One of my favorite books on China portrays Chinese history in the past 120 years through the experiences of a remarkable family. The book, China Mission: A Personal History from the Last Imperial Dynasty to the People’s Republic (Louisiana State Univ. Press, 2013) begins and primarily focuses on the life and work of Reverend Halvor Ronning, a Norwegian immigrant to the United States who was inspired to become a missionary in the interior of China. In 1891, the tall minister, his sister Thea, and fellow missionary Hannah Rorem boldly enter a land of sorrow and tragedy coupled with charm and wonder, where their work of service, faith, and love is sorely needed. They found a Lutheran mission and school in Hubei province and put their lives at risk in many ways to serve God and bless China.
The story of their lives and the lives of their descendants reveals much about China and the role it now plays in the world. Many will benefit from the account of the Ronning clan, though toward the end of the book when the rise of Mao is described, some may be offended by the author’s biases which result in a not-very nuanced account with Communists being described as rather saintly while the Nationalists are nothing but villains. But regardless of where you stand on such matters, the personal experiences of the Ronnings around the turn of the century present an amazingly gritty and touching portrayal of a life of faith in China during some of its most pivotal moments.
The book has much to say on matters of faith and the cause of Christianity in China. I will have more to say about that later. For now, I wish to focus on the remarkable example of Halvor Ronning in his life of faith, seeking to love the people of China even when they made life difficult for him. An account that especially touched and surprised me happened as he and his family had to flee China during the Boxer rebellion that began in 1898.
The Boxers were a secret society, or a coalition of many secret societies that had spread across China. A key theme of the Boxers was blaming the ills of China on foreigners. They were certainly right in some ways. The great evil of opium and the many concessions forced upon China by the British and other nations were outrages. Unfortunately, the Boxers were not interested in distinguishing between helpful and vile foreign elements. Their approach ultimately became rather one-dimensional: “Kill the foreign devils.” The source of so much of China’s troubles, the Empress Dowager, a concubine of the former emperor who through murder, conspiracy, and brutality had seized power of China, exploited the Boxers to maintain power and echoed the Boxers’ call with an official government decree: “Kill the foreign devils.” It was an extermination order, China style.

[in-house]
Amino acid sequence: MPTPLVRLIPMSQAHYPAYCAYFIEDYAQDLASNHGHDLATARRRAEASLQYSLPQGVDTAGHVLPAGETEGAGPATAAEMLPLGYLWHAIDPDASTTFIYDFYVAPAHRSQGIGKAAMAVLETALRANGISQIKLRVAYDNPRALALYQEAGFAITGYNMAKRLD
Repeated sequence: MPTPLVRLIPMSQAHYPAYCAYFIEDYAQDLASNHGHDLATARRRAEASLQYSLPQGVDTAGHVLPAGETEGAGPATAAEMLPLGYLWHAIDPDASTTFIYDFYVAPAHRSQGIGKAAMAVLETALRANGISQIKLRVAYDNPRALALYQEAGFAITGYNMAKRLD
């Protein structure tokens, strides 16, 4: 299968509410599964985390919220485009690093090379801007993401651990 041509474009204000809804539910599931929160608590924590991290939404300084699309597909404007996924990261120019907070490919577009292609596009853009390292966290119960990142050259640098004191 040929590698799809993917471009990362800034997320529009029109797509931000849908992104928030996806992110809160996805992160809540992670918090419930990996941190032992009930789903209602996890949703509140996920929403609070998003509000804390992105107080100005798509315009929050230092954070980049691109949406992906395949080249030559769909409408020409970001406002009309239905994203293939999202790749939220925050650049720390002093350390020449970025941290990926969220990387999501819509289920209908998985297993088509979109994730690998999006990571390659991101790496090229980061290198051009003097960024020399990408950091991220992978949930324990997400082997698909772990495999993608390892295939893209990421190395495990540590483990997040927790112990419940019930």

Many foreigners would be killed. The Lutheran missionary and his family had to flee their home and mission in Fancheng, China. Friends apparently bribed members of a related secret society, the Red Spears, who brought a boat to bring the family down the river on the way to Hankou, from whence they would reach Shanghai and then return to Norway and then the U.S., before coming back to China when it seemed safe again.
As the family was getting into the boat during the night, a group of Boxers came running to attack. Halvor had the women and children go below deck to hide while he and two other missionary men tried to ward off the Boxers. About ten of them swarmed onto the tiny boat. Halvor wielded an oar and used all his might to defend his family. His wife, Hannah, grabbed a stool and came up swinging to defend her family also. But there was little hope of surviving this mob. Halvor was then hit in the chest with a stone thrown from the shore and was knocked on his back. Then a Boxer jumped on him, but Halvor intercepted the Boxer with his feet, suspending the Boxer in the air, and then with a swift kick threw the Boxer off him, tossing him overboard into the river.
Very few Chinese people could swim then or now. The man in the water let out a scream of terror as he began drowning and then went underwater. The fighting stopped as everyone looked at the hopeless scene.
At this moment, I thought, “Ah, there’s the key! Knock them all into the water!” God bless him, that wonderful saint, Halvor Ronning, had a different idea that shows me who he really was. He was not a Viking seeking to fight his enemies, but a man of God who loved even those who wanted to ill him. Instead of pushing more Chinese men into the river as the turned to watch, he dived into the him and went below, seeking for the dying man who moments earlier had tried to kill him. Eventually he came up, dragging the unconscious Boxer with him.
He brought the man to shore, and his fellow missionary, Dr. Thorstein Himle, jumped to shore to help resuscitate the man. There was no response. The Boxers all gathered around. As resuscitation efforts were applied, the Boxers cried out that the foreigners were trying to kill the man. But they waited and watched. They began talking about the best ways to kill these foreigners. Should they roast them? Flay them? Halvor knew that if the man died, they would all be killed. Appealing to God for help, they continued doing all they could. Suddenly the man revived. For Halvor and the missionaries, it was a miracle from God, and they gave thanks. The Boxers claimed it was proof of their invulnerability, not recognizing the source of the miracle they had witnessed.
But with the distraction created by the revival, the missionaries were able to jump back on board and cast off, their lives spared.
What a remarkable man. Having just finished this book, I feel that Halvor and Hannah Ronning are family members. How I admire them and look forward to meeting them someday. God bless them for their service to China. They understood that every soul matters, that every human being is a son and daughter of God, not a statistic.